An invoice automation system can be deployed to address these shortcomings. The idea is to upload the invoice document and the system will read and generate the tabular information in the digital format making the whole process faster and more cost-effective for companies.

Fig. 6

Fig. 6 shows a sample invoice that contains some regular invoice details such as Invoice No, Invoice Date, Company details, and two tables holding transaction information. Now, our goal is to extract the information present in the two tables.

Tabular Information

The problem of extracting tables from invoices can be condensed into 2 main subtasks.

1. Table Detection

2. Tabular Structure Extraction.

 What is Table Detection?

 Table Detection is the process of identifying and locating tables that are present in a document, usually an image. There are multiple ways to detect tables in an image. Some of the approaches make use of image processing toolkits like OpenCV while some of the other approaches use statistical models on features extracted from the documents such as Text Position and Text Characteristics. Recently more deep learning approaches have been used to detect tables using trained neural networks similar to the ones used in Object Detection.

What is Table Structure Extraction?

Table Structure Extraction is the process of extracting the tabular information once the boundaries of the table are detected through Table Detection. The information within the rows and columns is then extracted and transferred to the desired format, usually CSV or Excel file.

Table Detection using Faster RCNN

Faster RCNN is a neural network model that comes from the RCNN family. It is the successor of Fast RCNN created by Ross Girshick in 2015. The name Faster RCNN is to signify an improvement over the previous model both in terms of training speed and detection speed. 

To read more about the model framework, one can access the paper Faster R-CNN: Towards Real-Time Object Detection with Region Proposal Networks.

 There are many other object detection model architectures that are available for use today. Each model comes with certain advantages and disadvantages in terms of prediction accuracy, model parameter size, inference speed, etc.

For the task of detecting tables in invoice documents, we will select the Faster RCNN model with FPN(Feature Pyramid Network) as a feature extraction network. The model is pre-trained on the ImageNet corpus using ResNET 101 architecture. The ImageNet corpus is a public dataset that consists of more than 20,000 image categories of everyday objects.  We will therefore make use of a Pytorch framework to train and test the model.

The above mentioned model gives us a fast inference time and a high Mean Average Precision. It is preferred for cases where a quick real time detection is desired.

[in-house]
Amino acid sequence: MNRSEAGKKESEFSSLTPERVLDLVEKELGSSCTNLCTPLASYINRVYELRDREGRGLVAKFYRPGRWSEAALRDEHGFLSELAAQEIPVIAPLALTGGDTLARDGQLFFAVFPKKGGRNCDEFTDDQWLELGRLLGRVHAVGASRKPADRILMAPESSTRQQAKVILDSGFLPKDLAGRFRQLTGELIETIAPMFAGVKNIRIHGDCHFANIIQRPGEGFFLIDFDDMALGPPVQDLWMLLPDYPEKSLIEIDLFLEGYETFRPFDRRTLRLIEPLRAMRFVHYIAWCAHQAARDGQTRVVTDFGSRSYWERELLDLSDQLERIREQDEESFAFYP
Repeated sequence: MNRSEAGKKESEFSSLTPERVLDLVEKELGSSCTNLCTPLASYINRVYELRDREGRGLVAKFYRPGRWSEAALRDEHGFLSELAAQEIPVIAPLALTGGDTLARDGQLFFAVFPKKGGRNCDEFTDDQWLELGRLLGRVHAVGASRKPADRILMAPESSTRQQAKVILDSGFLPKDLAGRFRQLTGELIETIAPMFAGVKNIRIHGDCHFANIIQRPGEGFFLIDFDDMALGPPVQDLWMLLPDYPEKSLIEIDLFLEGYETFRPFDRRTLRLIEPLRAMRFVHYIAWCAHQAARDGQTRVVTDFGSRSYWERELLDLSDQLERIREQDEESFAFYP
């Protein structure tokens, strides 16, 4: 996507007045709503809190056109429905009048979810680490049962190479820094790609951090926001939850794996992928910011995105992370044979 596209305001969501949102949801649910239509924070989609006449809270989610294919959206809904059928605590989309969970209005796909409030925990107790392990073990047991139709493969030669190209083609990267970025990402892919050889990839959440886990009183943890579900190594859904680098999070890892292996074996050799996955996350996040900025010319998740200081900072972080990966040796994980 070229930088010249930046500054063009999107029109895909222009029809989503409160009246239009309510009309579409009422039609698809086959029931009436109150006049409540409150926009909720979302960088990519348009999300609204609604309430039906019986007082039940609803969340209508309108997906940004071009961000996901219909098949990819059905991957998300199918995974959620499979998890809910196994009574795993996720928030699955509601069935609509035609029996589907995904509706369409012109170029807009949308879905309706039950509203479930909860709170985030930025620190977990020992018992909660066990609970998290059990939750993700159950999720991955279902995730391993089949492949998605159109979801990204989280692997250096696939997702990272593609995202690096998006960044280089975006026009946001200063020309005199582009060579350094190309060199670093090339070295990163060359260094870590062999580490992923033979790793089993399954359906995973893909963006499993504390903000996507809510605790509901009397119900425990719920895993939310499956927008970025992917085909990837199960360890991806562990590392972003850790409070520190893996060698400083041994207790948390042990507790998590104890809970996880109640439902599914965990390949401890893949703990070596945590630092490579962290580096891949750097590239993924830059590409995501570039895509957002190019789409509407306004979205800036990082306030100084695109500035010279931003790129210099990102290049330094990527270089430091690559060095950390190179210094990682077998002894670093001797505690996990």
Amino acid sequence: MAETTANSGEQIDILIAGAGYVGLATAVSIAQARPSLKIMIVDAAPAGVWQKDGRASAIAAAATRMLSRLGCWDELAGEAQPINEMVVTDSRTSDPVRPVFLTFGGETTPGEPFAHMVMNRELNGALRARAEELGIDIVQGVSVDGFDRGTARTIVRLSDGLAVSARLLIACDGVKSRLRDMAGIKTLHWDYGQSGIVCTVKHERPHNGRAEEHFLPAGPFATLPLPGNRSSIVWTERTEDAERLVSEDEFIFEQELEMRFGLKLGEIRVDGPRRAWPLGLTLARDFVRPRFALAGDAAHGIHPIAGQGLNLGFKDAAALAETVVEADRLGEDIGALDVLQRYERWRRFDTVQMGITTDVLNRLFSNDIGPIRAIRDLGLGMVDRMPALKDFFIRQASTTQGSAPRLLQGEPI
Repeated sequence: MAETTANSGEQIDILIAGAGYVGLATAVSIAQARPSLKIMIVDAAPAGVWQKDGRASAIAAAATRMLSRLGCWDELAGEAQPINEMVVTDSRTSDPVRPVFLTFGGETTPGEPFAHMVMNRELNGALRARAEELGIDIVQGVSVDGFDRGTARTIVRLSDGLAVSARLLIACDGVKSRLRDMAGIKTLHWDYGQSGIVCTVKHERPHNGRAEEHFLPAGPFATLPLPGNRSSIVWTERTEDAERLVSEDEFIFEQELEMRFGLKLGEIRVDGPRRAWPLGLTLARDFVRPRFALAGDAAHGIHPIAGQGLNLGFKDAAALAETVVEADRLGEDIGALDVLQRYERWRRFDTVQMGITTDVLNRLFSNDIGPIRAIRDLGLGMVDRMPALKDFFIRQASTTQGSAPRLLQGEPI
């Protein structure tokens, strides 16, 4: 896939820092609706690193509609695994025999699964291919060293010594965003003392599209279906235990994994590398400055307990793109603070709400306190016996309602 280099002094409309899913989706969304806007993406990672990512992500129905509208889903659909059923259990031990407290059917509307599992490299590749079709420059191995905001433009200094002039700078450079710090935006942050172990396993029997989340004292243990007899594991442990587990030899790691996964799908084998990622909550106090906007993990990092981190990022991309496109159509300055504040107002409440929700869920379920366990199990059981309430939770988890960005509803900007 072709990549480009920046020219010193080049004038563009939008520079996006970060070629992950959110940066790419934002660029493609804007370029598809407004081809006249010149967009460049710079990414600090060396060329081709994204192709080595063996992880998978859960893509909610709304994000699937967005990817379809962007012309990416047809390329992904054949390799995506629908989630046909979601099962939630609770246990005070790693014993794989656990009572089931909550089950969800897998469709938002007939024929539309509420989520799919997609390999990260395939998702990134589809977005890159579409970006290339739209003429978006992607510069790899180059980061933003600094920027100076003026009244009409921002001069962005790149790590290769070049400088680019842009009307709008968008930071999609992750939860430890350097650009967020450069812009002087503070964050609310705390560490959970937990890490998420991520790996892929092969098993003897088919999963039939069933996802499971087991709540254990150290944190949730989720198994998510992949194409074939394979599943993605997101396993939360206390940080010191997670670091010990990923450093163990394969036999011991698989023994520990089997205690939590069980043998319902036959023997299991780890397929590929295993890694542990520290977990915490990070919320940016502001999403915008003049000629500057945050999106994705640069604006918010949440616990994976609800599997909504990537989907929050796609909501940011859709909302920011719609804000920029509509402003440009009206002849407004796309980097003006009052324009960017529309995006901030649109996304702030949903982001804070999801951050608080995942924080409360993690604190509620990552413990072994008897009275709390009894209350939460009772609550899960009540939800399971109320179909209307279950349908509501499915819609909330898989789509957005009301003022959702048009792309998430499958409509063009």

First, the model is to be trained using public datasets for Table Detection such as Marmot and UNLV datasets. Next, we further fine-tune the model with our custom labeled dataset. For the purpose of labeling, we will follow the COCO annotation format.

Once trained, the model displayed an accuracy close to 86% on our custom dataset. There are certain scenarios where the model fails to locate the tables such as cases containing watermarks and/or overlapping texts. Tables without borders are also missed in a few instances. However, the model has shown its ability to learn from examples and detect tables in multiple different invoice documents. 

Fig. 7

After running inference on the sample invoice from Fig 6, we can see two table boundaries being detected by the model in Fig 7. The first table gets detected with 100% accuracy and the second table is detected with 99% accuracy.

Table Structure Extraction

Once the boundaries of the table are detected by the model, an OCR (Optical Character Reader) mechanism is used to extract the text within the boundaries. The text is then processed using the information that is part of a unique table.

We were able to extract the correct structure of the table, including its headers and line items using logics derived from the invoices. The difficulty of this process depends on the type of invoice format at hand.

There are multiple challenges that one may encounter while building an algorithm to extract structure. Some of them are:

  1. The span of some table columns may overlap making it difficult to determine the boundaries between columns.
  2. The fonts and sizes present within tables may vary from one table to another. The algorithm should be able to accomodate for this variation.
  3. The tables might get split into two pages and detecting the continuation of a table might be challenging.

Certain deep learning approaches have also been published recently to determine the structure of a table. However, training them on custom datasets still remains a challenge. 

Fig 8

The final result is then stored in a CSV file and can be edited or stored according to one’s convenience as shown in Fig 8 which displays the first table information.

Conclusion

The deep learning approach to extracting information from structured documents is a step in the right direction. With high accuracy and low running time, the systems can only learn to perform better with more data. The recent and upcoming advancements in computer vision approaches have made processes such as invoice automation significantly accessible and robust.

About the author:

Prateek Sethi is a Data Scientist working at Mantra Labs. His work involves leveraging Artificial Intelligence to create data-driven solutions. Apart from his work he takes a keen interest in football and exploring the outdoors.

Further Reading: